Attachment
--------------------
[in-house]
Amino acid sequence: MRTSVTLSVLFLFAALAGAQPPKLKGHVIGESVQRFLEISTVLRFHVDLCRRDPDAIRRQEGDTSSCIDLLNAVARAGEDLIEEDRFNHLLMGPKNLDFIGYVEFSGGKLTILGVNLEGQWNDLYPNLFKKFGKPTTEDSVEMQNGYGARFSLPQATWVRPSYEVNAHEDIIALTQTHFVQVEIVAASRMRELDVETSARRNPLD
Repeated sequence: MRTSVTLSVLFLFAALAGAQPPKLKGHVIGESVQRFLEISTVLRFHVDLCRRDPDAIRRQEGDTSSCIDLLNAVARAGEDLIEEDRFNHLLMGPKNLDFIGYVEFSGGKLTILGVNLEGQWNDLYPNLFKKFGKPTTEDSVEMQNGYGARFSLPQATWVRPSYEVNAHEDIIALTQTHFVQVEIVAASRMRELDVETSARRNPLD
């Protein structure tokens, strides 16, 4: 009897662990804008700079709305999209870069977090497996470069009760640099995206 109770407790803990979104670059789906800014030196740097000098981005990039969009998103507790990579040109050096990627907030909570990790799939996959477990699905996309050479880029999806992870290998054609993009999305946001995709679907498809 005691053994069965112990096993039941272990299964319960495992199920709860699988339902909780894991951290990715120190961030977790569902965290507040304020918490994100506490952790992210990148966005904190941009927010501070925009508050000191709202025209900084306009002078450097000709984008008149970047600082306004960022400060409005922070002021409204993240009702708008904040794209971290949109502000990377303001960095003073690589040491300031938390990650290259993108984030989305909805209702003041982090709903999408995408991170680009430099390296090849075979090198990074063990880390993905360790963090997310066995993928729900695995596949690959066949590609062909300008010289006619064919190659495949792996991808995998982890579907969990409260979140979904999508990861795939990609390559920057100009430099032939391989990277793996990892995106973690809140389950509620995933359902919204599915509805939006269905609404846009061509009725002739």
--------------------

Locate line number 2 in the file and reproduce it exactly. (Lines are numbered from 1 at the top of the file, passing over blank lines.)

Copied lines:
Amino acid sequence: MRTSVTLSVLFLFAALAGAQPPKLKGHVIGESVQRFLEISTVLRFHVDLCRRDPDAIRRQEGDTSSCIDLLNAVARAGEDLIEEDRFNHLLMGPKNLDFIGYVEFSGGKLTILGVNLEGQWNDLYPNLFKKFGKPTTEDSVEMQNGYGARFSLPQATWVRPSYEVNAHEDIIALTQTHFVQVEIVAASRMRELDVETSARRNPLD